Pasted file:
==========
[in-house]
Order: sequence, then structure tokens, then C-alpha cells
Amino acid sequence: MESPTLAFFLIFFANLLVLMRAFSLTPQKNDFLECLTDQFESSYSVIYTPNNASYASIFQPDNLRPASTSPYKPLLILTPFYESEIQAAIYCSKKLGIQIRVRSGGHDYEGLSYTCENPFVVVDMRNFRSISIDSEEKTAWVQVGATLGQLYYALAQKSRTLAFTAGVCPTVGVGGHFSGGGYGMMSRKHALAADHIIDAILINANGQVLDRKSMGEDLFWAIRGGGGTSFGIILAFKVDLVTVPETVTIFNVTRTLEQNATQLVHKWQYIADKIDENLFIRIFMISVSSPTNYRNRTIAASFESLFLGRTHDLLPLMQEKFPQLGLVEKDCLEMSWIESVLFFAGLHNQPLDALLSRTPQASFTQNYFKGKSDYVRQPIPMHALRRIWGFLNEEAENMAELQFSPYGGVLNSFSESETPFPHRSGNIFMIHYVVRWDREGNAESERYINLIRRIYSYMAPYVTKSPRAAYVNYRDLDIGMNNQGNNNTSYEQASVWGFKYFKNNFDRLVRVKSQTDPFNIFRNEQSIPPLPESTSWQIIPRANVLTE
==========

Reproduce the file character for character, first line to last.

[in-house]
Order: sequence, then structure tokens, then C-alpha cells
Amino acid sequence: MESPTLAFFLIFFANLLVLMRAFSLTPQKNDFLECLTDQFESSYSVIYTPNNASYASIFQPDNLRPASTSPYKPLLILTPFYESEIQAAIYCSKKLGIQIRVRSGGHDYEGLSYTCENPFVVVDMRNFRSISIDSEEKTAWVQVGATLGQLYYALAQKSRTLAFTAGVCPTVGVGGHFSGGGYGMMSRKHALAADHIIDAILINANGQVLDRKSMGEDLFWAIRGGGGTSFGIILAFKVDLVTVPETVTIFNVTRTLEQNATQLVHKWQYIADKIDENLFIRIFMISVSSPTNYRNRTIAASFESLFLGRTHDLLPLMQEKFPQLGLVEKDCLEMSWIESVLFFAGLHNQPLDALLSRTPQASFTQNYFKGKSDYVRQPIPMHALRRIWGFLNEEAENMAELQFSPYGGVLNSFSESETPFPHRSGNIFMIHYVVRWDREGNAESERYINLIRRIYSYMAPYVTKSPRAAYVNYRDLDIGMNNQGNNNTSYEQASVWGFKYFKNNFDRLVRVKSQTDPFNIFRNEQSIPPLPESTSWQIIPRANVLTE